Editorial: Voting Yes on Measure EE Gives LAUSD a Chance to Be Responsible

Minerva Theresa, Features Editor

Reading Time: 2 minutes

According to Forbes, California ranks 37 out of 50 states in the quality of public school systems, which factors in funding, performance, safety, class size and teacher credentials. As for per-student funding, the state is 44 out of 50 states.

For California’s largest school district, the Los Angeles Unified School District, the funding of and the allocation of funds for over 1,200 schools is its biggest concern. Not long after the six-day LAUSD strike led by the United Teachers of Los Angeles in January, LAUSD called for a special local school funding election to be held on June 4. Voters will be able to decide on whether Measure EE, a 16-cent-per-square-foot property tax, will be in place for the next 12 years if passed by a two-thirds vote in favor.

If put into place, Measure EE would rake in a whopping $500 million in taxpayer money annually for Los Angeles that would go towards the following as listed in the ballot: smaller class sizes; student support such as school nurses, librarians and counselors; necessary school resources; hiring “high-quality” teachers; making schools safer and more welcoming and supporting disadvantaged students. These improvements embody the three-year plan that is part of the post-strike contract; this plan was meant to be a safety net for LAUSD’s unpredicted budget for the 2021-2022 school year, as LAUSD is spending much more than it is getting per year.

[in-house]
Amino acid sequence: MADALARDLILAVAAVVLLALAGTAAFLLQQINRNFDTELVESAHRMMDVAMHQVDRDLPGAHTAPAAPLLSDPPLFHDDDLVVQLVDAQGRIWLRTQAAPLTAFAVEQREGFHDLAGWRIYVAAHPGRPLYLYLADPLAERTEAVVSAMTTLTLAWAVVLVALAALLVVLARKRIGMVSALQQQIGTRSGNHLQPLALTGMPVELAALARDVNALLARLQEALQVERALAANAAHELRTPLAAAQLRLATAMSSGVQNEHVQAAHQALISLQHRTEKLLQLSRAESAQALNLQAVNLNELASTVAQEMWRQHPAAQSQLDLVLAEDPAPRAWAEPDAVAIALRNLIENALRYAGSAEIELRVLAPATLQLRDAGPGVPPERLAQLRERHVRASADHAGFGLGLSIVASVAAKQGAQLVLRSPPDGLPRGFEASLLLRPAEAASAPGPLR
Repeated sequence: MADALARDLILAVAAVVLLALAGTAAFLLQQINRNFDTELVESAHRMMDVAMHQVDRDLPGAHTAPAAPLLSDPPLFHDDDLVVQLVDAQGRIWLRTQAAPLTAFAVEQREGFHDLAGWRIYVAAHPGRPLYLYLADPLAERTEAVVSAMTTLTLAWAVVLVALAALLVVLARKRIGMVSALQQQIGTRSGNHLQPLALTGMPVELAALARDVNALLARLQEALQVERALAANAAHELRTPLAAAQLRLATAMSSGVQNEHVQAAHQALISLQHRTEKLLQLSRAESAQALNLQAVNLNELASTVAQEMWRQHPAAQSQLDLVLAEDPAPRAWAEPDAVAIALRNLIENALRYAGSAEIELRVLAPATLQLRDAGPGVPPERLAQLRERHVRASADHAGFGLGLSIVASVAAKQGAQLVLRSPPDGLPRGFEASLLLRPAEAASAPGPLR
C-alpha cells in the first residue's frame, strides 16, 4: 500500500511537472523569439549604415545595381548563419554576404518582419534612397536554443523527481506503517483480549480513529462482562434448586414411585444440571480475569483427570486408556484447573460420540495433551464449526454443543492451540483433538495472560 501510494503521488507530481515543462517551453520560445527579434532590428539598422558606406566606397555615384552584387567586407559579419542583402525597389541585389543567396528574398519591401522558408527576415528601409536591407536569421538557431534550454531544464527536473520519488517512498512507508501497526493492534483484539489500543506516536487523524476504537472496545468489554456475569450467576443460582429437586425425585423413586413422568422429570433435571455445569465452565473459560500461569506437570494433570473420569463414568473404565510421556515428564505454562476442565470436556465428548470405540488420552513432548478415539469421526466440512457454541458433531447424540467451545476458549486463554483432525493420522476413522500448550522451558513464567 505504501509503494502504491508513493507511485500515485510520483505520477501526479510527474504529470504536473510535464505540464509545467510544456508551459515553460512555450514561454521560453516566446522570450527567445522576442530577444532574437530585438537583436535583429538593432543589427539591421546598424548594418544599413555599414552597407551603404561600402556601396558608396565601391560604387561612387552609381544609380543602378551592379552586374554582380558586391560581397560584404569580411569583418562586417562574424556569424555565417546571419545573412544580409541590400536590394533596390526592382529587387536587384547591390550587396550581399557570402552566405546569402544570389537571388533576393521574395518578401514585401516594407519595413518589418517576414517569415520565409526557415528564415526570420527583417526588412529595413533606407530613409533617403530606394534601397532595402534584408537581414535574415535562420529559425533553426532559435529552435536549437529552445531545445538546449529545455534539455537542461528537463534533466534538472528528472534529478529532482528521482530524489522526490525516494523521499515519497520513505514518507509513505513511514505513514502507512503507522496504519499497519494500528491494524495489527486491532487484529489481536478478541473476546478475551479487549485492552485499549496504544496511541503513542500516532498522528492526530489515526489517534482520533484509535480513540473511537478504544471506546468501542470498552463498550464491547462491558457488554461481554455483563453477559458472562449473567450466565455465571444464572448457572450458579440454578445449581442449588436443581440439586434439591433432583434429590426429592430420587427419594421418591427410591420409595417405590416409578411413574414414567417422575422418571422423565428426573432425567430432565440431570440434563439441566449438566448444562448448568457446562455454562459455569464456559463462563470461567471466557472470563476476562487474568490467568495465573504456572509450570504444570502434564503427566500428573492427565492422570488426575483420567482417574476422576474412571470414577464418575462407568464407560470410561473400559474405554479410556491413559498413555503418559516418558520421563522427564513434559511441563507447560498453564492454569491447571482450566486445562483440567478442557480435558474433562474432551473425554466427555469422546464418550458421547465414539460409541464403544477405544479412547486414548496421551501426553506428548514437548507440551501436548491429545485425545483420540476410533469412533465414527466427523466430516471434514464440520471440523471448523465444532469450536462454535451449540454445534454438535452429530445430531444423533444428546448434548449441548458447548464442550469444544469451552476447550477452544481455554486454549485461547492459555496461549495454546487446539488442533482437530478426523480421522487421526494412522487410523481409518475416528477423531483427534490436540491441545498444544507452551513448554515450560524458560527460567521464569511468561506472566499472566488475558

While voting in favor of Measure EE may seem like the most plausible idea for meeting all of UTLA’s costly demands, it is important to regard the red-flagged past of LAUSD’s misuse of taxpayer funds. The half-billion dollars coming in would help LAUSD measure up to its obligations, which it seems to be drowning in, such as the $15.2 billion in retirement care the district promised its teachers; the district currently has only $244 million. Spending on such incentives will only go up as LAUSD’s goal to attract higher quality teachers will require more money, yet its promised support for veteran teachers looms over its back.

The ballot also has no mention of prohibiting this increased revenue for LAUSD from being used disproportionally on taking care of the district’s expensive long-term retirement program and pension for teachers. This may raise some concern from students and new teachers who are thinking that they can hold LAUSD responsible with an annual financial audit prepared by the LA Unified Chief Fiscal Officer.

While there is an exemption from paying the parcel tax for those who are older than 65 or are lower income, that does not mean this tax for homeowner teachers, parents or businesses will be easily paid for the next 12 years. This generation of students and new teachers who will just be starting to make their own living on a lower salary will face the consequences of such a tax in their late-20s to early-30s, not the older generations who decided on such a tax. Here’s the amount they would have to pay: according to PropertyShark, it is calculated that a person with a median Los Angeles home of 1,800 square feet would pay about $3,456 in total for the 12 years. And even those who don’t own property might see the measure weave its way into higher rent or costs for smaller businesses.

Voting yes on Measure EE means an investment on a district that desperately needs the funding, along with an opportunity for LAUSD to responsibly reform how the district is run. A no vote means the panic of school officials running a consistently underfunded district.